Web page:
One of the saddest sights in professional sports is an athlete who simply gives up, whose will to win has been left somewhere else other than in the ring or on the arena floor.
That’s the sorry sight NBA fans had to witness Wednesday night when the entire Cleveland Cavaliers, the team the great LeBron James once played for, took the floor at Quickens Loan Arena and quit against a Los Angeles Lakers team that didn’t have the great Kobe Bryant, Pau Gasol or Steve Nash in uniform.
Now, of course, had the Lakers had Kobe, the fact the sorry Cavaliers quit might make sense. For players like him, James, Kevin Durant and, oh, Michael Jordan can make an inferior opponent say he has had enough.
True, too, that in a sport like boxing or mixed martial arts the brute power of an opponent can do likewise. Does anybody remember Roberto Duran and his no mas loss to Sugar Ray Leonard?
But boxing is nothing like professional basketball, where the glitz and glam of the good life make traveling and high rolling part of the attraction — for well-heeled fans and for multimillion-dollar players.
For the big checks a player cashes, all a fan can ask is effort, but no one who saw the Cavaliers quit can point to any effort. They fell behind early, and the timid run they made late at cutting into a 29-point deficit fell apart as the game, which one sportswriter called “the most bizarre of the season,” neared its end.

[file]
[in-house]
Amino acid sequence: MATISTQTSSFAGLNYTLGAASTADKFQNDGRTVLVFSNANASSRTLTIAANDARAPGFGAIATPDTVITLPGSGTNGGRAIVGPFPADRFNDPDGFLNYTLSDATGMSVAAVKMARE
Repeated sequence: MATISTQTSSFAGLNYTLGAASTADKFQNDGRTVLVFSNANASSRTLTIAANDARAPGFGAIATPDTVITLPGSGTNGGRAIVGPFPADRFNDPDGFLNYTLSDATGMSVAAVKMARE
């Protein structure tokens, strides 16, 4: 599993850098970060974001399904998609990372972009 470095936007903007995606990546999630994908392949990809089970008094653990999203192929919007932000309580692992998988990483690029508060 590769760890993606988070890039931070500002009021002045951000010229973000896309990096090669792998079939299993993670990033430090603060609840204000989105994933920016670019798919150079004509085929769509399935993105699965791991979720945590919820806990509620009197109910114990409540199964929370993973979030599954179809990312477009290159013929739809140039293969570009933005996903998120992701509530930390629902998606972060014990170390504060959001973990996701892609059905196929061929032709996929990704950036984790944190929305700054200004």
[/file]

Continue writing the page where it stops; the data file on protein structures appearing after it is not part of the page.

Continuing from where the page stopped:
The final score was 119-108, but the score didn’t tell the entire story. By game’s end, the Lakers, who once led 45-19, were playing with five players. They had zero bench left, forcing coach Mike D’Antoni, no X’s and O’s genius, to use what amounted to an all-scrub team.
So what does this tell you about the Cavaliers, who fired their no-account general manager a day go?
A lot …
The entire franchise seems to be waiting for LeBron, who can opt out of his deal with the Miami Heat after the season and return.
Apparently, coach Mike Brown, the current and former Cavs coach, is waiting as well or else he’s hoping the NBA lottery will allow the Cavaliers again to land the No. 1 overall pick (no Anthony Bennett this time, please). That looks more likely than the return of King James, because why would he, or anybody else of NBA royalty, return to a mess of a franchise such as this one?
A team like the Cavs can look to its future with promise if it wants, but it owes plenty to the present. It owes hard work; it owes dedication; it owes resilience; it owes what Kyrie Irving, Luol Deng, Tristan Thompson and the rest didn’t give in their loss to the Lakers: effort.
Whose fault is that?
Blame it on Coach Brown if you want. Blame it on the culture of the NBA, a culture that rewards halfhearted efforts without exacting consequences.
But in parceling out the blame, the bulk of it goes to the players, millionaire men who must give more than they did this night at The Q. Play for pride, if that’s the way you must look at your performance, but play — play hard or retire.
Yet don’t quit in the middle of a game or a season. No fan deserves to see that sight on his television or from the overpriced seats inside a NBA arena.
The opinions expressed here do not necessarily reflect those of BET Networks.
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Follow Justice B. Hill on Twitter: @jbernardh
(Photo: AP Photo/Mark Duncan)
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